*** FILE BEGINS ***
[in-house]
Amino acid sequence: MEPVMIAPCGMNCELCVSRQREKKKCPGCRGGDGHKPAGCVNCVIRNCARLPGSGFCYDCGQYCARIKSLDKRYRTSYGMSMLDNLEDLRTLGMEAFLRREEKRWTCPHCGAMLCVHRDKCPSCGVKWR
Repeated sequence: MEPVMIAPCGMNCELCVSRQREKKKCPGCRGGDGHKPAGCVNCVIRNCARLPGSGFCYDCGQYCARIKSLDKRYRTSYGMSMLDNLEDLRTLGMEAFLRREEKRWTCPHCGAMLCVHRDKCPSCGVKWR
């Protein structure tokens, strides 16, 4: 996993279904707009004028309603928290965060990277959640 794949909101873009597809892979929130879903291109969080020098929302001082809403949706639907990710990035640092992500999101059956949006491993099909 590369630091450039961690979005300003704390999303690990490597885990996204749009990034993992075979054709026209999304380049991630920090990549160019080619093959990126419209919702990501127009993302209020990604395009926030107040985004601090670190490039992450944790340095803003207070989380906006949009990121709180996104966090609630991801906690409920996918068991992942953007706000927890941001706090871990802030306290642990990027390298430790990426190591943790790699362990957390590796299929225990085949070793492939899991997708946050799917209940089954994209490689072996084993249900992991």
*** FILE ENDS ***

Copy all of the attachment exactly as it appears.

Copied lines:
[in-house]
Amino acid sequence: MEPVMIAPCGMNCELCVSRQREKKKCPGCRGGDGHKPAGCVNCVIRNCARLPGSGFCYDCGQYCARIKSLDKRYRTSYGMSMLDNLEDLRTLGMEAFLRREEKRWTCPHCGAMLCVHRDKCPSCGVKWR
Repeated sequence: MEPVMIAPCGMNCELCVSRQREKKKCPGCRGGDGHKPAGCVNCVIRNCARLPGSGFCYDCGQYCARIKSLDKRYRTSYGMSMLDNLEDLRTLGMEAFLRREEKRWTCPHCGAMLCVHRDKCPSCGVKWR
């Protein structure tokens, strides 16, 4: 996993279904707009004028309603928290965060990277959640 794949909101873009597809892979929130879903291109969080020098929302001082809403949706639907990710990035640092992500999101059956949006491993099909 590369630091450039961690979005300003704390999303690990490597885990996204749009990034993992075979054709026209999304380049991630920090990549160019080619093959990126419209919702990501127009993302209020990604395009926030107040985004601090670190490039992450944790340095803003207070989380906006949009990121709180996104966090609630991801906690409920996918068991992942953007706000927890941001706090871990802030306290642990990027390298430790990426190591943790790699362990957390590796299929225990085949070793492939899991997708946050799917209940089954994209490689072996084993249900992991």